The “energy transition” from nonrenewable energy sources to a sustainable-power economy.

Update on 16 Jul 2013: After Germany began its phaseout of nuclear power by shutting down eight of its seventeen nuclear power plants in 2011 and yet was a net exporter of electricity in 2012 e.g. to France, which kept its nuclear power plants but suffered brownouts, German utility companies are now indicating they are considering shutting down dozens of coal and gas power plants as well because they are not profitable enough in the current renewable energy boom. Power plant operators want to be paid by the government for keeping the power plants available as backups, despite supply-driven reductions in their electricity selling prices. The Bundesnetzagentur can however force them by law to keep the power plants restartable, sans compensation.

(En erg EE venn deh.)


The Batrachomyomachia, the “Battle of Frogs and Mice,” is a humorous parody of the Iliad that was probably written two thousand years ago.

(Froh sh MOY zeh kreeg.)


Nightmarish, oppressive, disturbing.

(Beh CLEM end.)


Concerned, affected, shocked, afflicted, struck aback by something.

(Beh TROFF en.)

nicht päpstlicher sein als der Papst

“Don’t be popier than the Pope.” Don’t be too good.

(Nicked PAPES tickler z eye n else der POPST.)


Vaticanery. Up to no Vatican good.

(VOT ee CON er EE.)


Vaticanologist. Someone who follows the Vatican.

(VOT ee con oh LO geh.)

Keine Feier ohne Meier

“No celebrations without Meier.” Title of a 1932 movie about a guy who ran a combination marriage bureau and divorce service.

(Kine eh FIRE oh neh MY er.)


A period between 1815 and 1848 when the arts in central Europe changed to reflect wealthy non-aristocrats’ sensibilities. Initially, designs went from rococo to clean lines. I’ve always thought of this word as being composed of bieder and Meyer, the last name used as a metaphor for the common man.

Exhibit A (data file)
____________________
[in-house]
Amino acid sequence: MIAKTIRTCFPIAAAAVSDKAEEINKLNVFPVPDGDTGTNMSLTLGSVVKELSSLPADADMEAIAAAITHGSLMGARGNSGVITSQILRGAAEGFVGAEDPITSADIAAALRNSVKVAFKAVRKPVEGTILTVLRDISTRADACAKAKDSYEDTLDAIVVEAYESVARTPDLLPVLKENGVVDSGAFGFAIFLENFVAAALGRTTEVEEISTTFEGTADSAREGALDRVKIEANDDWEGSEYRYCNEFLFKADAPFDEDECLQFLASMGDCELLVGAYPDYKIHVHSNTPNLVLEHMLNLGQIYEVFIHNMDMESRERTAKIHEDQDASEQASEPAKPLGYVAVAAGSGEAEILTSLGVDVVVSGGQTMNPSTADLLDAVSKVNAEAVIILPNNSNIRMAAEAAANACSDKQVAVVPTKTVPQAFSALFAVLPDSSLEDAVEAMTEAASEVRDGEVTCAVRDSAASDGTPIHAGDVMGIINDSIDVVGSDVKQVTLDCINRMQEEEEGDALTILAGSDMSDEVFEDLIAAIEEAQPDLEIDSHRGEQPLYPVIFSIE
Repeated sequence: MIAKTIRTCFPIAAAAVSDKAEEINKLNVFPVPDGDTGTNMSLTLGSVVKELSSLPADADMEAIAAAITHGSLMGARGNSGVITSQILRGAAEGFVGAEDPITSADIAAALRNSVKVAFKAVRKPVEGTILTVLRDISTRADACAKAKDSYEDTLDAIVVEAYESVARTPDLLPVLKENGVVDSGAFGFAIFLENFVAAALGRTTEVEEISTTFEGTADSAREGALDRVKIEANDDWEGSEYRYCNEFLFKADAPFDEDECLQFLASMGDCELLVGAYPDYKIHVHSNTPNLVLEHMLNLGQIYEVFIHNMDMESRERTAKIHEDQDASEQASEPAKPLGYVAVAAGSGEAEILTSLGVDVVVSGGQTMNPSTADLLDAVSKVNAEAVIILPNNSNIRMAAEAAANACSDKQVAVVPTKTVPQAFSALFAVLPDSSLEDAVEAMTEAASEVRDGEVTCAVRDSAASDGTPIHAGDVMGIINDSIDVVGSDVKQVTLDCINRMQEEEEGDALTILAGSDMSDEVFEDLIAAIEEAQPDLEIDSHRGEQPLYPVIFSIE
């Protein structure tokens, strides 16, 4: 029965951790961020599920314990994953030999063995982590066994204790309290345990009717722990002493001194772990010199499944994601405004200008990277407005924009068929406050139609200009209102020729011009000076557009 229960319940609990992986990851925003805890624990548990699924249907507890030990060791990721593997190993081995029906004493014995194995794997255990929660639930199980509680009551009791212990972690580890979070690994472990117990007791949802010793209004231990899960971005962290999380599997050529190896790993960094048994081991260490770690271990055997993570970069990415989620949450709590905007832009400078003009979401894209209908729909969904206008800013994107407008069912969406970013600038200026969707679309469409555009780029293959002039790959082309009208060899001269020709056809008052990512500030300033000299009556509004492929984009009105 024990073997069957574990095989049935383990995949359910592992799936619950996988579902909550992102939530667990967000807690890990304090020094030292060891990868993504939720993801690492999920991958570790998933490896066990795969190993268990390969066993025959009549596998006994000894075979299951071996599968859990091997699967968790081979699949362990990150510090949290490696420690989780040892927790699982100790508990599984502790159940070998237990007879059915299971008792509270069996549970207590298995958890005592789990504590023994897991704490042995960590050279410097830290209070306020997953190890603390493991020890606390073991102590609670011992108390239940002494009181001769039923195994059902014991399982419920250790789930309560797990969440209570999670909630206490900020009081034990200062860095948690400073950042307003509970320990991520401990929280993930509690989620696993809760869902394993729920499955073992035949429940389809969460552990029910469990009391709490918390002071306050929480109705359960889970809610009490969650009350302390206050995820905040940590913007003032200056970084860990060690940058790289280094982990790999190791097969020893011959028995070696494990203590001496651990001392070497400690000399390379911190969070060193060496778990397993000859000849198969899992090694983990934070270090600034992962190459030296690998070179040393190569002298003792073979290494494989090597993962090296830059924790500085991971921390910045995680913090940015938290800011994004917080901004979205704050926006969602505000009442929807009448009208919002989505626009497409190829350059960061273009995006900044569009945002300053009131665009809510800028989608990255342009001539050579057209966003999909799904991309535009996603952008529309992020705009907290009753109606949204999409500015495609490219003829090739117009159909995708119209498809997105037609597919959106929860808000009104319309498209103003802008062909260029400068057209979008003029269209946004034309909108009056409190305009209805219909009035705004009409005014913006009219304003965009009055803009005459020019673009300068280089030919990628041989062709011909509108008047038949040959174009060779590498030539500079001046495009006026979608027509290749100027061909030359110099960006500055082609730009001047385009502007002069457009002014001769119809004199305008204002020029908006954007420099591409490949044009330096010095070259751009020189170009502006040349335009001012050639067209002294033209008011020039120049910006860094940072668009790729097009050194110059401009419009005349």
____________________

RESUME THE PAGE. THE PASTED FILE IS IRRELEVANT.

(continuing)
(BEE der MY er.)


Stuffy, staid, conservative, tame, unadventurous.

(BEE der.)


Bellyacher, crab, crank, curmudgeon, grumbler, sourpuss.

(GREEZ grom.)

österreichischer Schmäh

The Austrian, um, schmäh. Dark, usually delivered with a smile. An oppositional attitude. Can be a bit misanthropic. May include surface-level humor and  life-affirming melancholy.

(UHST er rike ish er SHMAY.)


Begrudgingly, unwillingly, reluctantly, resentfully, enviously, bitterly, indignantly, and, oh yes, with a feeling of ill will.

(Miss GUN er ish.)


“Oversharpened,” but it means exaggerated.

(OO ber shpits st.)


To muse, ponder, brood, cogitate, mull, ruminate, dwell over, fret.

(GRUE bell n.)


“Life capability/competence/efficiency/proficiency.” Viability. Ability to sustain its own life. May require philosophy and enjoyable rituals.

(LAY benz TOO k tick ight.)



“Cares child,” “worries child.” Your problem child.

(ZORE gen kinned.)

von der Substanz leben

“Living off the substance.” Consuming the principle rather than the interest. Eating the seeds for next year’s crop.

(Fon der soob STONTS lay ben.)


Burdened by property or ownership. “What you have, has you.”

(Beh ZITS buh lost ett.)

Finanzmarktstabilisierungsanstalt, FMSA